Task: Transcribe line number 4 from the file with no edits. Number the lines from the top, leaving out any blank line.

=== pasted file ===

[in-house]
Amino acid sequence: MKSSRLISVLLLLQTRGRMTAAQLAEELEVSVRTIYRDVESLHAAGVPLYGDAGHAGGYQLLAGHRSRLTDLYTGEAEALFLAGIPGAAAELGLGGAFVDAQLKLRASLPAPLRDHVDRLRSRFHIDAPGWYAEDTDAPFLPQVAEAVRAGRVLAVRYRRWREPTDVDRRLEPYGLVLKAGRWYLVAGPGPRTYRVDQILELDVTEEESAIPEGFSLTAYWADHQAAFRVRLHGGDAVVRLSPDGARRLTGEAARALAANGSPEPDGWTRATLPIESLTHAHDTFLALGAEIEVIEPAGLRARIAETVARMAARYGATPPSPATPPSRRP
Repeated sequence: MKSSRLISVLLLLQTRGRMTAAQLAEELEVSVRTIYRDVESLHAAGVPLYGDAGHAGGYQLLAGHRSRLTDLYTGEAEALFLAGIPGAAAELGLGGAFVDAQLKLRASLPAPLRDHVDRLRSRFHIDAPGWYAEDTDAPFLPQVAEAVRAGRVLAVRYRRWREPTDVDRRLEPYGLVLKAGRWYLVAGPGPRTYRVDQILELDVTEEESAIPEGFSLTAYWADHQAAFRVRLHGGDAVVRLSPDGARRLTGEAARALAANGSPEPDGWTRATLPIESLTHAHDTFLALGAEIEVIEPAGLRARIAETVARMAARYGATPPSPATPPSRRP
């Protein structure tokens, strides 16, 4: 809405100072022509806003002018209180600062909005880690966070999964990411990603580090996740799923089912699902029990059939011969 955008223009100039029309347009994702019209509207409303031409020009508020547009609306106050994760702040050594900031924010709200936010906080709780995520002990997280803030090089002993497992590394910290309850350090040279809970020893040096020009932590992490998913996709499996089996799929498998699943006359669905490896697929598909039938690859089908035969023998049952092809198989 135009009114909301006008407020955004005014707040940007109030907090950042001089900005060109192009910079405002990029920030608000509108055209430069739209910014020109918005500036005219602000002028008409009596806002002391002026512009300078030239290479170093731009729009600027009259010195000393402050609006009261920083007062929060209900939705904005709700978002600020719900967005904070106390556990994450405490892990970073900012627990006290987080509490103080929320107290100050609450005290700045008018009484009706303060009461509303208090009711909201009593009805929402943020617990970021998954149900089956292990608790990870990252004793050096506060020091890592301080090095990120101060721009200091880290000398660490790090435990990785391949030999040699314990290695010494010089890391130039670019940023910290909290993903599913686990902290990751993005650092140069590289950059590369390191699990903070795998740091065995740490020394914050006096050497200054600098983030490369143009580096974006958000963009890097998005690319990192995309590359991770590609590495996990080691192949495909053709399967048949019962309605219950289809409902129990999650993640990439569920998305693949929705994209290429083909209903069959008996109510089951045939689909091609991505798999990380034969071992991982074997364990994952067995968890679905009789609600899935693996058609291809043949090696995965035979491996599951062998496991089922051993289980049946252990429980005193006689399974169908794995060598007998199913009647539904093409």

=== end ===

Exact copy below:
């Protein structure tokens, strides 16, 4: 809405100072022509806003002018209180600062909005880690966070999964990411990603580090996740799923089912699902029990059939011969 955008223009100039029309347009994702019209509207409303031409020009508020547009609306106050994760702040050594900031924010709200936010906080709780995520002990997280803030090089002993497992590394910290309850350090040279809970020893040096020009932590992490998913996709499996089996799929498998699943006359669905490896697929598909039938690859089908035969023998049952092809198989 135009009114909301006008407020955004005014707040940007109030907090950042001089900005060109192009910079405002990029920030608000509108055209430069739209910014020109918005500036005219602000002028008409009596806002002391002026512009300078030239290479170093731009729009600027009259010195000393402050609006009261920083007062929060209900939705904005709700978002600020719900967005904070106390556990994450405490892990970073900012627990006290987080509490103080929320107290100050609450005290700045008018009484009706303060009461509303208090009711909201009593009805929402943020617990970021998954149900089956292990608790990870990252004793050096506060020091890592301080090095990120101060721009200091880290000398660490790090435990990785391949030999040699314990290695010494010089890391130039670019940023910290909290993903599913686990902290990751993005650092140069590289950059590369390191699990903070795998740091065995740490020394914050006096050497200054600098983030490369143009580096974006958000963009890097998005690319990192995309590359991770590609590495996990080691192949495909053709399967048949019962309605219950289809409902129990999650993640990439569920998305693949929705994209290429083909209903069959008996109510089951045939689909091609991505798999990380034969071992991982074997364990994952067995968890679905009789609600899935693996058609291809043949090696995965035979491996599951062998496991089922051993289980049946252990429980005193006689399974169908794995060598007998199913009647539904093409």